The Real Estate Education Course Catalog includes:
There were 3 important changes:
Read the RCW 18.86.020 to help you understand the revised agency law.
The following summarizes the effects of this law.
|Situation:||In which case:|
|Licensee is the seller.||The licensee is a seller’s agent.|
|In-house transactions, where one licensee represents the seller and one represents the buyer.||The designated broker and the branch manager are dual agents.|
|In-house transactions where the managing broker manages the seller’s agent and the buyer’s agent.||The managing broker is a dual agent.|
|Licensee performs brokerage services for a buyer and there’s no agency agreement to represent the seller or the seller and buyer together.||The licensee is a buyer’s agent.|
|The real estate firm has a written agency agreement appointing the licensee to represent the seller.||The licensee is a seller’s agent.|
|The licensee has a subagency agreement with the seller’s licensee or firm.||The licensee is a seller’s agent.|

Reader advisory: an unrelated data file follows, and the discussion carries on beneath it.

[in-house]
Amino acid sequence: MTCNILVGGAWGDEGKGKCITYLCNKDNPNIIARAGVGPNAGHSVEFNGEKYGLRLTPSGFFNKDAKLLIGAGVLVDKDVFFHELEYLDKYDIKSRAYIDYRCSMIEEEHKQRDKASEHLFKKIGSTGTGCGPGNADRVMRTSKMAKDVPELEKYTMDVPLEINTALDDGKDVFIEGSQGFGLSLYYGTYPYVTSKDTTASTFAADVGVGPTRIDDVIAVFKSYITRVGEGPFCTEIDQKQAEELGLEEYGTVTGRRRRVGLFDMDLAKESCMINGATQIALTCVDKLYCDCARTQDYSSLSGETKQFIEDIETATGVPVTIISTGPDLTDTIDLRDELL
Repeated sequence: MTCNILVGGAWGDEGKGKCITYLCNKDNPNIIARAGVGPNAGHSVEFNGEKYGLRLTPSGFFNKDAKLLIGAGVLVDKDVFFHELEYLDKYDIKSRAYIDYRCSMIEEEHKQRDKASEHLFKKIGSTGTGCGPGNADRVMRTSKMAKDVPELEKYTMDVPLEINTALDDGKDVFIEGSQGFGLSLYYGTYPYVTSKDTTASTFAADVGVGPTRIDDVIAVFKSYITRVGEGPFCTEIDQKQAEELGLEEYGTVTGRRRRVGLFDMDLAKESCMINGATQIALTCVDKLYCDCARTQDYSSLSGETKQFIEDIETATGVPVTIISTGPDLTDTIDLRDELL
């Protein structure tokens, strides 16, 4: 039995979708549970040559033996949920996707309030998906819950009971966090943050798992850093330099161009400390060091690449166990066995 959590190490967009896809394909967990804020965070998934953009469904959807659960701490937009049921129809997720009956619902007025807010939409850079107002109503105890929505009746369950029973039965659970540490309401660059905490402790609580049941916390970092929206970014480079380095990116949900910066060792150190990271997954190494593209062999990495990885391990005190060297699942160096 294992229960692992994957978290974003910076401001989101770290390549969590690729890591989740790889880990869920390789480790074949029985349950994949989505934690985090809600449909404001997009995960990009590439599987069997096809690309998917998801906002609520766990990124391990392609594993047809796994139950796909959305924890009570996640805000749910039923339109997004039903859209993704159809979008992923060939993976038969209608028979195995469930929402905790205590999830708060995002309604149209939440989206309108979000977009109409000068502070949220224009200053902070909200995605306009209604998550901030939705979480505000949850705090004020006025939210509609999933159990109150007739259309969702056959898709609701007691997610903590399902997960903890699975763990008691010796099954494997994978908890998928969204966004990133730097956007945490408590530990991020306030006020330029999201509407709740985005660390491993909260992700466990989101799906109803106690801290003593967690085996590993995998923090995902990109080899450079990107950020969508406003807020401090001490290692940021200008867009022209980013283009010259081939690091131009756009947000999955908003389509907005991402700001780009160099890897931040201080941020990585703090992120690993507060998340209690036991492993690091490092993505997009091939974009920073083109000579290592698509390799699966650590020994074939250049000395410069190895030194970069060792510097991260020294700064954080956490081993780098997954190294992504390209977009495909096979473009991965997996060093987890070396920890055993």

|The real estate firm has written agency agreement appointing the affiliated licensee to represent both parties.||The licensee is a dual agent.|
Questions to consider when applying this law to your daily practice:
There are several considerations when addressing these and similar questions. Licensing requirements and civil responsibilities should be considered. These questions will help give you guidance in complying with the revised law. Your designated broker and your company’s legal counsel along with your professional trade association or multiple listing services are good sources.